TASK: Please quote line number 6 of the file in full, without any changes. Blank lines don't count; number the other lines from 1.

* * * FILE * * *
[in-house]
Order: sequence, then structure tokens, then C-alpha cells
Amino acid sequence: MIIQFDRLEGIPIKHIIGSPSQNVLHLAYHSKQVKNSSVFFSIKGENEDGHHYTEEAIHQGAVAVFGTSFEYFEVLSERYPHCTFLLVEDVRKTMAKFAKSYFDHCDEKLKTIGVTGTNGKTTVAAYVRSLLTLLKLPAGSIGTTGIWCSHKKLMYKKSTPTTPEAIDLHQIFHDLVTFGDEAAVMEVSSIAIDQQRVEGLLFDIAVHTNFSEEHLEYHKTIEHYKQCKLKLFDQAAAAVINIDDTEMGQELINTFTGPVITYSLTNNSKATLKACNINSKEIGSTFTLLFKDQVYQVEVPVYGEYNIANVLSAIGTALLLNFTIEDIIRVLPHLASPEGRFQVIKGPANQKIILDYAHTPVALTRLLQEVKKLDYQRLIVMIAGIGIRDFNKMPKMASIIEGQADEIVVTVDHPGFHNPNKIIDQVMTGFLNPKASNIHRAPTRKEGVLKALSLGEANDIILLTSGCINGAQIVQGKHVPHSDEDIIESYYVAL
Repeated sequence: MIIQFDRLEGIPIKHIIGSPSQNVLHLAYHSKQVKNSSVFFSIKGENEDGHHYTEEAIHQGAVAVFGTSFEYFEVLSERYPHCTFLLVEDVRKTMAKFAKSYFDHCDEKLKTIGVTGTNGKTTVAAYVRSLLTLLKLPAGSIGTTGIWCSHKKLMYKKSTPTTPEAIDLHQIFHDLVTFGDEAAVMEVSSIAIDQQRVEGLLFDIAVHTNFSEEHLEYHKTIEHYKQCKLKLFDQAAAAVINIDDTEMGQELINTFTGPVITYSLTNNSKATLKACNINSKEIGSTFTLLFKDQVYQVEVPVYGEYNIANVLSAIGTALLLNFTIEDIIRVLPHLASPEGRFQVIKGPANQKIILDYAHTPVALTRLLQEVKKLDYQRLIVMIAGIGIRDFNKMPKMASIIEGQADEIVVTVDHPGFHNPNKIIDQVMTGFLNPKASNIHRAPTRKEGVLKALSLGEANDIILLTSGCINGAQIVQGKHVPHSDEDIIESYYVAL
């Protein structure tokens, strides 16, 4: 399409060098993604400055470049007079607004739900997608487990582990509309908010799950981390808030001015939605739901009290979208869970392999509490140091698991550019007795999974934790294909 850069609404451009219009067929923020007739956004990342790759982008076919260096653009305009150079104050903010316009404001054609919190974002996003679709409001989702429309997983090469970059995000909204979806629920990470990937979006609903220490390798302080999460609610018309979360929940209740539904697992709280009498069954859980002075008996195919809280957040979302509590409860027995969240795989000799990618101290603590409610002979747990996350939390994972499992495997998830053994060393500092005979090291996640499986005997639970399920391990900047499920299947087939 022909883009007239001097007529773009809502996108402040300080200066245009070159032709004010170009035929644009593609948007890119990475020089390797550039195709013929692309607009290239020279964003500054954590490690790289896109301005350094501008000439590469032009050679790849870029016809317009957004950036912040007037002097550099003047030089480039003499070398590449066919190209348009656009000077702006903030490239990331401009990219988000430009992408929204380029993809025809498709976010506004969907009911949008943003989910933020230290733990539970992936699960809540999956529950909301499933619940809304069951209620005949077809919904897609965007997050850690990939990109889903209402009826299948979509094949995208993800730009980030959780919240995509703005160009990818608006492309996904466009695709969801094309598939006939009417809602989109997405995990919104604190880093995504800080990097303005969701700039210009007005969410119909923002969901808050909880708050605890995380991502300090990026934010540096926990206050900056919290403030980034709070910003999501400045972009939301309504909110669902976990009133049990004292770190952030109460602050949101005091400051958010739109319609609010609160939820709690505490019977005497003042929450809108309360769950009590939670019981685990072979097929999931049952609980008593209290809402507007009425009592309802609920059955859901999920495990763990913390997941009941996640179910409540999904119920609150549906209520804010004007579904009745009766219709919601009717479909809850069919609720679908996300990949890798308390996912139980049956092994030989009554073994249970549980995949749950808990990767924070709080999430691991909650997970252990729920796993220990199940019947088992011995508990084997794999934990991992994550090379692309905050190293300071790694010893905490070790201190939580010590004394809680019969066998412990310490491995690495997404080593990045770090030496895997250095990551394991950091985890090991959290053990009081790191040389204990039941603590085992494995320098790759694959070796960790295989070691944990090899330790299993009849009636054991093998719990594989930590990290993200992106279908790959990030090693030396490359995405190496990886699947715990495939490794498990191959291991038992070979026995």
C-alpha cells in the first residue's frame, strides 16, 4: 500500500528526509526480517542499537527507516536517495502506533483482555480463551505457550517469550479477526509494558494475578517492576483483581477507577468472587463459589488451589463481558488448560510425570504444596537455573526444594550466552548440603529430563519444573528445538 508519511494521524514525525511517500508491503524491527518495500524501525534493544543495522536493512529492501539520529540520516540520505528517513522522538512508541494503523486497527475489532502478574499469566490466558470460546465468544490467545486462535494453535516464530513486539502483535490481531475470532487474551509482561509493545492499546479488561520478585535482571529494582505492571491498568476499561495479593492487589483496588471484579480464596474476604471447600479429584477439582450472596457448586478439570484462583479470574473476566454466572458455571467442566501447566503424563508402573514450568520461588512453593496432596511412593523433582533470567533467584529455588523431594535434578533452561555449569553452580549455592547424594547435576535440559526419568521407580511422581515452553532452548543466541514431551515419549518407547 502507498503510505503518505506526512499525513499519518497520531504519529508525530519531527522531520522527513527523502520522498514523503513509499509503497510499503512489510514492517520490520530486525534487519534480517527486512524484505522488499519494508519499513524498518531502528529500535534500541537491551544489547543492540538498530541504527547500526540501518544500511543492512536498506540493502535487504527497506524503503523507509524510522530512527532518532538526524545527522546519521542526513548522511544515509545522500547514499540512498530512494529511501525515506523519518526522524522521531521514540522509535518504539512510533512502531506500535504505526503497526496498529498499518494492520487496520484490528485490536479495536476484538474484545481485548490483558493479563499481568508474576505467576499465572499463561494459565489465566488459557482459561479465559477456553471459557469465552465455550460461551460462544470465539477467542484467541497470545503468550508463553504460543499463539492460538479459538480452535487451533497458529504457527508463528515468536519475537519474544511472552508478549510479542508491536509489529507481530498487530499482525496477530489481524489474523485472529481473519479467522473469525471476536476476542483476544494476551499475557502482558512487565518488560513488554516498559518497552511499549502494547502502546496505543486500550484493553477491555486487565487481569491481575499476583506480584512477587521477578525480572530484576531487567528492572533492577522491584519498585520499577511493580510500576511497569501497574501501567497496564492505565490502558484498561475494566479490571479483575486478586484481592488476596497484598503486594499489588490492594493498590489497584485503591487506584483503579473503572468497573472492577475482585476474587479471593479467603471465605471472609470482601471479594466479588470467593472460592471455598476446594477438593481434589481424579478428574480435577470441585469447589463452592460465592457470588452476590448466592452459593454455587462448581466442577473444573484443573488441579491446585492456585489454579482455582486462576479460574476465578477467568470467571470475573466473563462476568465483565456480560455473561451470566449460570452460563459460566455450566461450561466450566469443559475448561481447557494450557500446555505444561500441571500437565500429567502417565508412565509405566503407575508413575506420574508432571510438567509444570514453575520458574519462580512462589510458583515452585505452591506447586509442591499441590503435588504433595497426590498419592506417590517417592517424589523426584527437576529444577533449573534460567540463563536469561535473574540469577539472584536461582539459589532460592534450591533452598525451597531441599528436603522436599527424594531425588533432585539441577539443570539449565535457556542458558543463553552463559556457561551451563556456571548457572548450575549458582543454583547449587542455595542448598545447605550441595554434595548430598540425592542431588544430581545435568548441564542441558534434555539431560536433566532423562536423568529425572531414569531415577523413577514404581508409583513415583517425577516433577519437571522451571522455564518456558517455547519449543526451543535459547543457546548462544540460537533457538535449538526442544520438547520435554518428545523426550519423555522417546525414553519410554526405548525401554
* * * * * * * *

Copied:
C-alpha cells in the first residue's frame, strides 16, 4: 500500500528526509526480517542499537527507516536517495502506533483482555480463551505457550517469550479477526509494558494475578517492576483483581477507577468472587463459589488451589463481558488448560510425570504444596537455573526444594550466552548440603529430563519444573528445538 508519511494521524514525525511517500508491503524491527518495500524501525534493544543495522536493512529492501539520529540520516540520505528517513522522538512508541494503523486497527475489532502478574499469566490466558470460546465468544490467545486462535494453535516464530513486539502483535490481531475470532487474551509482561509493545492499546479488561520478585535482571529494582505492571491498568476499561495479593492487589483496588471484579480464596474476604471447600479429584477439582450472596457448586478439570484462583479470574473476566454466572458455571467442566501447566503424563508402573514450568520461588512453593496432596511412593523433582533470567533467584529455588523431594535434578533452561555449569553452580549455592547424594547435576535440559526419568521407580511422581515452553532452548543466541514431551515419549518407547 502507498503510505503518505506526512499525513499519518497520531504519529508525530519531527522531520522527513527523502520522498514523503513509499509503497510499503512489510514492517520490520530486525534487519534480517527486512524484505522488499519494508519499513524498518531502528529500535534500541537491551544489547543492540538498530541504527547500526540501518544500511543492512536498506540493502535487504527497506524503503523507509524510522530512527532518532538526524545527522546519521542526513548522511544515509545522500547514499540512498530512494529511501525515506523519518526522524522521531521514540522509535518504539512510533512502531506500535504505526503497526496498529498499518494492520487496520484490528485490536479495536476484538474484545481485548490483558493479563499481568508474576505467576499465572499463561494459565489465566488459557482459561479465559477456553471459557469465552465455550460461551460462544470465539477467542484467541497470545503468550508463553504460543499463539492460538479459538480452535487451533497458529504457527508463528515468536519475537519474544511472552508478549510479542508491536509489529507481530498487530499482525496477530489481524489474523485472529481473519479467522473469525471476536476476542483476544494476551499475557502482558512487565518488560513488554516498559518497552511499549502494547502502546496505543486500550484493553477491555486487565487481569491481575499476583506480584512477587521477578525480572530484576531487567528492572533492577522491584519498585520499577511493580510500576511497569501497574501501567497496564492505565490502558484498561475494566479490571479483575486478586484481592488476596497484598503486594499489588490492594493498590489497584485503591487506584483503579473503572468497573472492577475482585476474587479471593479467603471465605471472609470482601471479594466479588470467593472460592471455598476446594477438593481434589481424579478428574480435577470441585469447589463452592460465592457470588452476590448466592452459593454455587462448581466442577473444573484443573488441579491446585492456585489454579482455582486462576479460574476465578477467568470467571470475573466473563462476568465483565456480560455473561451470566449460570452460563459460566455450566461450561466450566469443559475448561481447557494450557500446555505444561500441571500437565500429567502417565508412565509405566503407575508413575506420574508432571510438567509444570514453575520458574519462580512462589510458583515452585505452591506447586509442591499441590503435588504433595497426590498419592506417590517417592517424589523426584527437576529444577533449573534460567540463563536469561535473574540469577539472584536461582539459589532460592534450591533452598525451597531441599528436603522436599527424594531425588533432585539441577539443570539449565535457556542458558543463553552463559556457561551451563556456571548457572548450575549458582543454583547449587542455595542448598545447605550441595554434595548430598540425592542431588544430581545435568548441564542441558534434555539431560536433566532423562536423568529425572531414569531415577523413577514404581508409583513415583517425577516433577519437571522451571522455564518456558517455547519449543526451543535459547543457546548462544540460537533457538535449538526442544520438547520435554518428545523426550519423555522417546525414553519410554526405548525401554